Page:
Lola straightened the sign on her office door and smiled: ‘Lola Molefi: Private Investigator’. She’d finished her six month course at Ronnie Ron’s Detective School. Armed with her private investigator’s license, she’d rented a one-room office on the second floor, above ‘We Scream for Ice Cream’ ice cream shop. Her dreams were finally coming true. She was a real life private investigator now. All she needed was some clients – and with that thought came a knock at the door.

“Come in!” She had no receptionist yet, and in any case she had no space for a receptionist in this tiny office with just one window at the back. She’d have to manage alone for the meantime. The door opened and there was Bonang, Lola’s best friend. Her heart fell a fraction. She liked Bonang, but she would much rather have seen her first client waiting behind the door.

“Guess what?” Bonang said, far too excited for eight in the morning.

“I can’t be playing guessing games Bonang, I’m busy with my new business. A client might come in at any moment,” Lola said, straightening her new stationery on the desk.

“Fine, be a poor sport,” Bonang said, but held out her left hand to Lola and on her ring finger was a thin gold band with a tiny box cut diamond. “Look!”

“Is that an engagement ring? Am I to deduce that a certain Jomo has asked you to marry him and you have accepted?”

“Yes! Can you believe it? We’re getting married!” Bonang was jumping around the office until Lola feared that her landlord down below, scooping ice cream into cones, would not be happy.

Lola took the excited Bonang by the shoulders and sat her firmly in one of the visitors’ chairs. “That’s very good news. You two will make a very good team,” Lola said. “When is the date for the wedding?”

“We’re thinking in a few months. We want a small wedding and I already have a wedding dress. Jomo wants me to wear the dress his mother wore for her wedding.”

“Ah – going for the vintage look. Well that’s handy.”

There was a knock at the open door and Lola looked up to see a middle-aged couple who seemed lost. They were each licking ice cream cones: his vanilla, hers chocolate.

“Can I help you?”

“Yes … we were told there is a private detective agency up here. The ice cream man told us they might be able to help us with our problem,” the man said.

“Yes! Yes, come in,” Lola said. She gave Bonang a look that meant ‘these are real clients and you must clear out’. Thankfully Bonang understood.

“I’ll be on my way then, but Lola–”

“Yes, Bonang,” Lola said, while pushing her out and closing the door behind her. She turned to her clients who still stood licking their cones. “Please take a seat.”

Lola quickly squeezed in behind her desk, which was a bit too big for the office. It was a second-hand desk her father had given her for her new business. She couldn’t say no to a gift even if it meant it took up nearly half the office.

“So how can I help you?”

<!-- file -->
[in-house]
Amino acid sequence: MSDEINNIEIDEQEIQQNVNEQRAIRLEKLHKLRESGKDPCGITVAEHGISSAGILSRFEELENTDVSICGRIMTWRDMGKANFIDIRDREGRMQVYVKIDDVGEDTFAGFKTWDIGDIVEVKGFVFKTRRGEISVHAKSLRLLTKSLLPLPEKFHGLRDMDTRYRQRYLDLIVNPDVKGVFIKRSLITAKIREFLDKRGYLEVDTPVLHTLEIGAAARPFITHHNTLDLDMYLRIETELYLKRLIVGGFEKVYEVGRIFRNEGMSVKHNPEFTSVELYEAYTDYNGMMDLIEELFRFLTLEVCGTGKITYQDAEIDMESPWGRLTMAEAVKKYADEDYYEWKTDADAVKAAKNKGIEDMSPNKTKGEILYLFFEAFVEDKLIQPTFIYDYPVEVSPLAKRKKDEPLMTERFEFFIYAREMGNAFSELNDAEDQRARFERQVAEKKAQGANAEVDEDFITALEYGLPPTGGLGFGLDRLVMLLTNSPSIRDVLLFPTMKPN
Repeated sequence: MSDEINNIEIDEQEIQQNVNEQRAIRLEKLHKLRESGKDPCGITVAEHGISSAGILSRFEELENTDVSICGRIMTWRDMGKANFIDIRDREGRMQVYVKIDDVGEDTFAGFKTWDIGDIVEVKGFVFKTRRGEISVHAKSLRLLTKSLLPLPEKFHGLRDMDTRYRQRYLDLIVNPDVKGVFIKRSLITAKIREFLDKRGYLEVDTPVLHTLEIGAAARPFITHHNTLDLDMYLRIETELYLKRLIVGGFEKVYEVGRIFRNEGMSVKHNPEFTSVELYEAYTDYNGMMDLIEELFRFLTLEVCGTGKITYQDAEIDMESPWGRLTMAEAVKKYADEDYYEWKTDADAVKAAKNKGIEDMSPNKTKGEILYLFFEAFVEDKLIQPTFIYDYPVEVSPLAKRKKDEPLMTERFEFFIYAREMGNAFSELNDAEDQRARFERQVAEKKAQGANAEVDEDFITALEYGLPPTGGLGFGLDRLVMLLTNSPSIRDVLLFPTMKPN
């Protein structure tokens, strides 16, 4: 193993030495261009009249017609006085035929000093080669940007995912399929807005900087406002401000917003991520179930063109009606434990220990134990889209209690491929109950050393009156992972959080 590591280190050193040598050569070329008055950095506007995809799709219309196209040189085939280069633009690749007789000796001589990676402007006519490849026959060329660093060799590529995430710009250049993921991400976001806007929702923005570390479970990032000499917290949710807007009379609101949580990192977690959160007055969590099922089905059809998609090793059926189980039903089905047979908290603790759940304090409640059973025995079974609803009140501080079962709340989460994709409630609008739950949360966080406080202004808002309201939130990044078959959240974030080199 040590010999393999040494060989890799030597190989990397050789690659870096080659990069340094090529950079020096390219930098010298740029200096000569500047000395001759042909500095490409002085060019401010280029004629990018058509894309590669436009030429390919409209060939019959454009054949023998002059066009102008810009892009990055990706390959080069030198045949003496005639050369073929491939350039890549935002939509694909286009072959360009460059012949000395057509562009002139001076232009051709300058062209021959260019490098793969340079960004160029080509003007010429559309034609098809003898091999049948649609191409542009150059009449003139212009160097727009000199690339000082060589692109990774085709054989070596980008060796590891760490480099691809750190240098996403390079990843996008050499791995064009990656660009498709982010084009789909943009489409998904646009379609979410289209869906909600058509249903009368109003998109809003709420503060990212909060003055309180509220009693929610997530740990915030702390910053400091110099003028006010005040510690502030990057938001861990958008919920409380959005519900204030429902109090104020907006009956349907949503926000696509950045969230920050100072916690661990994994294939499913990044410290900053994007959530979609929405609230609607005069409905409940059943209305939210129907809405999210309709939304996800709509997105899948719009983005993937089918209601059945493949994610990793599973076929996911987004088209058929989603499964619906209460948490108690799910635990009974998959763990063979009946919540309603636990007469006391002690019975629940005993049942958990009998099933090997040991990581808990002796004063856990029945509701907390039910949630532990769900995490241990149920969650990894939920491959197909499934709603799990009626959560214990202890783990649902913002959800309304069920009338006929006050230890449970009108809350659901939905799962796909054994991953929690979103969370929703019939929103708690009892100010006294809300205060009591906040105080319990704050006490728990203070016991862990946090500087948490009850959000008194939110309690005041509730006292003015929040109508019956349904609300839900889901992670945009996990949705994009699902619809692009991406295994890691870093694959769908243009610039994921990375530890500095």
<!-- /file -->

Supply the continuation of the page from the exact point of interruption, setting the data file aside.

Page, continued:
You’re the detective?” the man asked, not quite believing it.

“Yes, Lola Molefi, private investigator.” Lola handed each of them one of her business cards and pointed to her licence on the wall.

“OK … I’m Mr Joubert, and this is my wife,” the man said, scrutinising the license and the business card. “Well, we hadn’t planned to hire a private detective – actually we didn’t think such things existed in Nokeng – but the ice cream man heard our story and told us to give it a go.”

“So what’s the problem, Mr Joubert?”

“Our dog Gilbert has disappeared. It’s been nearly a month so we sort of accepted he was gone, but now the ice cream man said you were here so we thought, ‘Why not give it a try?’”

“Yes, why not give me a try?” Lola smiled. At least her first case would be an easy one, a missing dog. Not a problem. She took the details for Gilbert, wrote down the particulars regarding when and how he went missing (he’d been in their fenced garden). After everything was documented and both ice cream cones were long gone, Lola stood up and held out her hand.

“I’ll get on the case straight away. I’ll hopefully have some news for you later tomorrow.”

“That would be great. Little Johnny misses Gilbert so much, he hasn’t been sleeping at all,” Mrs Joubert said.

As Lola was ushering the Jouberts out of her office, a woman was making her way up the steps. Her first day of business was turning out to be a busy one. It wasn’t yet lunch time and she had her second client arriving, or so Lola hoped.

The tall, attractive woman looked down at a business card and up at Lola. “I’m looking for the private detective,” she said. She looked down at the card again for reference. “Lola … Lola Molefi?”

“Yes, that’s me. Let’s go into my office.”

The woman followed her inside and Lola closed the door. It was obvious the woman was upset and Lola suspected that whatever was upsetting her was the root of the case.

“I have a problem … with … my husband,” the woman said.

“What’s the problem?” Lola asked.

“He’s cheating on me!” The woman burst into tears and Lola grabbed the box of tissues from her desk drawer. Ronnie Ron always advised keeping a box of tissues in the desk drawer; dealing with tears was often a large part of a private investigator’s job.

The woman calmed down and Lola tried to continue. “What makes you think he’s cheating on you Mrs…?”

“Mrs Mmope, Blossom Mmope. My husband’s name is Fani. He’s a pharmacist at the hospital. I bet it’s one of those nurses, all dressed up in their white uniforms! Devils in white, if you ask me.”

“Let’s not jump to conclusions. Tell me about your husband,” Lola said, steadying her pen to take careful notes. She suspected this would be a difficult case.


Tell us: What do you think of Lola’s cases so far? Are they the usual types of cases private investigators might get?